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French MP fined for saying Hitler 'did not kill enough' Roma

The MP has already said that he is going to appeal the €3,000 fine.

Hitler addressing the Nazi Party at Nuremburg in 1935.
Hitler addressing the Nazi Party at Nuremburg in 1935.
Image: AP/Press Association Images

A FRENCH COURT has fined an MP €3,000 for saying that Nazi dictator Adolf Hitler “maybe did not kill enough” Roma.

The appeals court in the Western town of Angers yesterday slapped the fine on Gilles Bourdouleix, who is also mayor of the nearby town of Cholet.

The 54-year-old was involved in an altercation in July last year during a visit to a field in his commune that was occupied illegally by a Travellers’ community.

Accused of racism and assailed by Hitler salutes, Bourdouleix mumbled to a journalist that “maybe Hitler didn’t kill enough of them”.

A local French paper carried a report the next day with his comments and the resulting uproar forced him to resign from his party, the centrist UDI.

In January, he was convicted for condoning a crime against humanity and fined €3,000 but the fine was suspended.

But both the prosecution and Bourdouleix appealed, the latter saying he was innocent given the context in which he spoke.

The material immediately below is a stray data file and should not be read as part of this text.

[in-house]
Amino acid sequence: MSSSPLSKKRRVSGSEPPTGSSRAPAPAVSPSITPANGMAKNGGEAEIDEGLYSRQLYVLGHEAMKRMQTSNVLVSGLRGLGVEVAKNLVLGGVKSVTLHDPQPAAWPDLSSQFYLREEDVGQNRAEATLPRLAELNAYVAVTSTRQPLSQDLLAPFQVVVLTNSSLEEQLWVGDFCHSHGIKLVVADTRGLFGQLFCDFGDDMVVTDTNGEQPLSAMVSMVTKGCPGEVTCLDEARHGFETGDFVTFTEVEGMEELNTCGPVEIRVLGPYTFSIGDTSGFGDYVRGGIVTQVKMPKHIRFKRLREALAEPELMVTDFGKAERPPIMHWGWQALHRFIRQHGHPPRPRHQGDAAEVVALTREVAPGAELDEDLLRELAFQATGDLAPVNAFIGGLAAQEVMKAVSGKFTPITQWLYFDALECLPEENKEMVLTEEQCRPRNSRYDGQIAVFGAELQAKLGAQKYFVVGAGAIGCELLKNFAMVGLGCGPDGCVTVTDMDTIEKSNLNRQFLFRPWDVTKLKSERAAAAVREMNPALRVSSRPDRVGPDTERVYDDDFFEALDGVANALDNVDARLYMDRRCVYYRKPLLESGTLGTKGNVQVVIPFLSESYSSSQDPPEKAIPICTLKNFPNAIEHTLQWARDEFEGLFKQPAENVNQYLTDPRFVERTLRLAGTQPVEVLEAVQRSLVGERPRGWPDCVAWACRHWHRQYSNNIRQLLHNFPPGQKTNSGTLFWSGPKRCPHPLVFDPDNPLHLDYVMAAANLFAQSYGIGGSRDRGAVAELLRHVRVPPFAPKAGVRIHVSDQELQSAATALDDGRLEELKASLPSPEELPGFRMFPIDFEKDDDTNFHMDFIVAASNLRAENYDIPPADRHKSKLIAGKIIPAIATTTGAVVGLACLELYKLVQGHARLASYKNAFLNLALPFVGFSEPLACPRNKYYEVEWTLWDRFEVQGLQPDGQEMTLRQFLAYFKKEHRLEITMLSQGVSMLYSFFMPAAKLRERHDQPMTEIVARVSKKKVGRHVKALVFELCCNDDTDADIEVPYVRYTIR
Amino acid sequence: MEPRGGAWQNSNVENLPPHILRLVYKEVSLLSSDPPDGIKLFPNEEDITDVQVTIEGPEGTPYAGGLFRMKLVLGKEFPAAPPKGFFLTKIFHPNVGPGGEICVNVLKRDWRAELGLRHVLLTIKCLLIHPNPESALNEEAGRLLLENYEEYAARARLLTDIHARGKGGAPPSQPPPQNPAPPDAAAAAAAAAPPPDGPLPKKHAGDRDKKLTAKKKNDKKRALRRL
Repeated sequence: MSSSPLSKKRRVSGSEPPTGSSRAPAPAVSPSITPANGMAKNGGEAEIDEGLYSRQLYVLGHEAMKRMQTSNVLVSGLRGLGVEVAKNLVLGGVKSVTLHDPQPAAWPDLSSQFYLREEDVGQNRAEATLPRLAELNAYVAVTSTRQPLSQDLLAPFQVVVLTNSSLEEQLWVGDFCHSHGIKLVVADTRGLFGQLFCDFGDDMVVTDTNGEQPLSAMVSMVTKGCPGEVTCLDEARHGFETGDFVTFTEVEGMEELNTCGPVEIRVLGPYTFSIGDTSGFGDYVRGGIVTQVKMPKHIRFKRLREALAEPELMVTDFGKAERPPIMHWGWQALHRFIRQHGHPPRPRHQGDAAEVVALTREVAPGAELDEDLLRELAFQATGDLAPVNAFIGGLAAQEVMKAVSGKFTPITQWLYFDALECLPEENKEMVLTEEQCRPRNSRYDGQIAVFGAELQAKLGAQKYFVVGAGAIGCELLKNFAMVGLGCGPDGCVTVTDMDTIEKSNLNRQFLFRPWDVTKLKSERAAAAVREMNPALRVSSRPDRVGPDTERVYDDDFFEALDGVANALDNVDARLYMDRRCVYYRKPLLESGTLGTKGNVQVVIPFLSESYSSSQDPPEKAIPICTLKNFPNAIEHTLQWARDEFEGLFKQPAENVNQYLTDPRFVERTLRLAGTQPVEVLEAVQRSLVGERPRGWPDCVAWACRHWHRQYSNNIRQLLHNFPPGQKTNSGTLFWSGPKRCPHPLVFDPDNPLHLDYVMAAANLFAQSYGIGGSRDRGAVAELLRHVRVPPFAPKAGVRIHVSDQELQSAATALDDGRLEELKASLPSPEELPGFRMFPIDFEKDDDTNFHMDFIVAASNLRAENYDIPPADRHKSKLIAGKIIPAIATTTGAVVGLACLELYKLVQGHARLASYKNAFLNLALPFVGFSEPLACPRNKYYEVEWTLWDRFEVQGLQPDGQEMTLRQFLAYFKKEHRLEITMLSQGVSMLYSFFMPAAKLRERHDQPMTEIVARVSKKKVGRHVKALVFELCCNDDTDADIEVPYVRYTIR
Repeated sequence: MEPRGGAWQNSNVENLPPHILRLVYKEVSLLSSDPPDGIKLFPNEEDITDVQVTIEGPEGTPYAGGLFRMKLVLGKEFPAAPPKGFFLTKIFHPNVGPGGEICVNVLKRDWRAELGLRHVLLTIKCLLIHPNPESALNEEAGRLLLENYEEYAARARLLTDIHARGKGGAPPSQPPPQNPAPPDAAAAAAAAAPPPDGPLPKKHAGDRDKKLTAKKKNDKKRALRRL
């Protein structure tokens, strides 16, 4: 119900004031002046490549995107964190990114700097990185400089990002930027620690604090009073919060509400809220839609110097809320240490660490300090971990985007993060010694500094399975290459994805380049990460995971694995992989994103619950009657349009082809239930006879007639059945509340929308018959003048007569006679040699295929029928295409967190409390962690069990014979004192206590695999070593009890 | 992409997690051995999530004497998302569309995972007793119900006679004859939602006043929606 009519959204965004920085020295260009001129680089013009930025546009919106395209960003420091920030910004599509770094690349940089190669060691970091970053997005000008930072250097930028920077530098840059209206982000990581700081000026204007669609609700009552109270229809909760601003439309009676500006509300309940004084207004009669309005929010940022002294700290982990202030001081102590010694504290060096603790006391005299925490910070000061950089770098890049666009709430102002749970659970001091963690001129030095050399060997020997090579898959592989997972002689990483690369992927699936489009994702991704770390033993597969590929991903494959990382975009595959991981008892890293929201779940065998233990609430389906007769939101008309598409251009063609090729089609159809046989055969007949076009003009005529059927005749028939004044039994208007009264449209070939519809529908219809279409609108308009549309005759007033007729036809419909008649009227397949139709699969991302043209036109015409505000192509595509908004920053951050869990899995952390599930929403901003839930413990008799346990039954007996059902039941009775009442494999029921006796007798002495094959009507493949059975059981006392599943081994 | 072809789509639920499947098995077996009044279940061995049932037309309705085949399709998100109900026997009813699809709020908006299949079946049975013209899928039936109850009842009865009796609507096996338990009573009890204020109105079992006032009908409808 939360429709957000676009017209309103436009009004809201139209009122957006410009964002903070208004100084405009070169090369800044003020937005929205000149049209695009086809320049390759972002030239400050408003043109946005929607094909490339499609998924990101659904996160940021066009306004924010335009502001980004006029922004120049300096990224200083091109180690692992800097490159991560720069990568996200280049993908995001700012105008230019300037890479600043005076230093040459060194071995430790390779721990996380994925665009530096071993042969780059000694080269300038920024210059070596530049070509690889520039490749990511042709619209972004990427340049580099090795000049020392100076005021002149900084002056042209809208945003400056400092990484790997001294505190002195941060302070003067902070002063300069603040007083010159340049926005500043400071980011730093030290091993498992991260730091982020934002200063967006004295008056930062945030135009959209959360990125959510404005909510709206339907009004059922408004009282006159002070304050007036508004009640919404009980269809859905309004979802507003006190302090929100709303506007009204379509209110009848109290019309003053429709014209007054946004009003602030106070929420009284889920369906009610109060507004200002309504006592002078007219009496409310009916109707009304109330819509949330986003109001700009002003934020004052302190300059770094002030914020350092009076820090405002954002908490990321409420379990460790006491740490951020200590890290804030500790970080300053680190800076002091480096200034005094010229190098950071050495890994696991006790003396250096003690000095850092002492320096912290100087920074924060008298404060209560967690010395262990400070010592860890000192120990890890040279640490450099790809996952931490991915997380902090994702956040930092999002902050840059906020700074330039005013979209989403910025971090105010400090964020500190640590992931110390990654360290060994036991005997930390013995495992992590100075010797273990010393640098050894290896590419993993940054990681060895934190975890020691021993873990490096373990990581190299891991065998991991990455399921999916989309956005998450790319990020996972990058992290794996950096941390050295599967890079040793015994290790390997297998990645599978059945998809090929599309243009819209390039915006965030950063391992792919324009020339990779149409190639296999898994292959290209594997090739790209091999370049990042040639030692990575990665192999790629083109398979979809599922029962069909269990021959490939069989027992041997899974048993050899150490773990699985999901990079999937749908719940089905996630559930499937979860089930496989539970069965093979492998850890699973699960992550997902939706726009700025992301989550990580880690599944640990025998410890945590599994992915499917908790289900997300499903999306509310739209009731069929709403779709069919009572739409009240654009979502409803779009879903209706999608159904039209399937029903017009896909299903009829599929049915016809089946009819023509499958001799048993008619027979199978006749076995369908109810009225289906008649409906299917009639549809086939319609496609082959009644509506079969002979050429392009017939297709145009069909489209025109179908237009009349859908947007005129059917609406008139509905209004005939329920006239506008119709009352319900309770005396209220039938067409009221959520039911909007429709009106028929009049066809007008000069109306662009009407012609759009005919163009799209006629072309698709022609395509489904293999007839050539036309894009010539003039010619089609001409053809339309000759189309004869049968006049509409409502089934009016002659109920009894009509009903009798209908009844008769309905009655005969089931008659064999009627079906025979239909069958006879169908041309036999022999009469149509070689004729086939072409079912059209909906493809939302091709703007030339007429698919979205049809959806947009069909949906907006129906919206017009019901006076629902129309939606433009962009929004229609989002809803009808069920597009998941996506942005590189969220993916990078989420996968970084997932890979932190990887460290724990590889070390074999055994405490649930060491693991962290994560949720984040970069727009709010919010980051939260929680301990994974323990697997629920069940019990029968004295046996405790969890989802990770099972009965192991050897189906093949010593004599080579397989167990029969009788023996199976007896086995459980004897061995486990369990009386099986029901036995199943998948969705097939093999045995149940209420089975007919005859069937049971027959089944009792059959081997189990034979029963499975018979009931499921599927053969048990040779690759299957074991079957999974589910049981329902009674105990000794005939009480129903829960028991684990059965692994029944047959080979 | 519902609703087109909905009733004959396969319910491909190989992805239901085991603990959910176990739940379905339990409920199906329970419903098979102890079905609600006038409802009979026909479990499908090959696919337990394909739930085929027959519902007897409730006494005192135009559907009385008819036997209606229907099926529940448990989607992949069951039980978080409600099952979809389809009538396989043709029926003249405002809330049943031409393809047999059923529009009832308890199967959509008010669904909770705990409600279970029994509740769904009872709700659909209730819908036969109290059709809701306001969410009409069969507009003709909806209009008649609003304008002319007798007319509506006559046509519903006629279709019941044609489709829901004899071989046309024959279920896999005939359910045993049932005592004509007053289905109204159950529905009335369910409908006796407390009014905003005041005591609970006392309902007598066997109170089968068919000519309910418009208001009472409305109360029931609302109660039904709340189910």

Justifying the appeal, Bourdouleix’s lawyer, Pierre Brossard, said:

When you think of the Hitler salutes, the ‘Heil Hitlers’, the threats his wife received, the context is important.

Even the prosecutor, Olivier Tcherkassof, acknowledged that the words were uttered in an unusually hostile context, although he denounced the “intolerable” sentiments expressed.

But, in the ruling obtained by AFP, the court decided:

“By publicly voicing — at a volume sufficiently loud to be recorded — his regret that the crime against humanity carried by the German authorities against travellers during the Second World War did not go far enough, the accused indeed condoned” the crime.

‘Violent verbal outburst’

Bourdouleix was not in court to hear the ruling but Brossard said his client would lodge a further appeal, saying it would be a “long legal process”.

However, the anti-racism group SOS Racisme, said in a statement that Travellers were “among the most stigmatised and discriminated against groups in Europe.”

Bourdouleix has a history of conflict with the Traveller community. In 2006, he launched a petition to 36,500 mayors in France, demanding that local authorities be given the power to order police to remove people occupying ground illegally.

In November 2012, he threatened to resign after around 20 caravans appeared in a business park in his area, speaking of a “new invasion.” The travellers left the next day.

In addition to his €3,000 fine, the MP was ordered to pay €600 euros for defaming the reporter who had published his comments in the paper, whom he called a “little shit.”

Bourdouleix initially denied saying this and claimed that the recording — placed on line by the paper — had been “manipulated.”

The Roma, a nomadic people whose ancestors left India centuries ago, have long suffered from discrimination and are frequently accused of carrying out petty crimes.

They were killed in their hundreds of thousands by the Nazis during the Second World War, alongside Jews and homosexuals.

- © AFP, 2014

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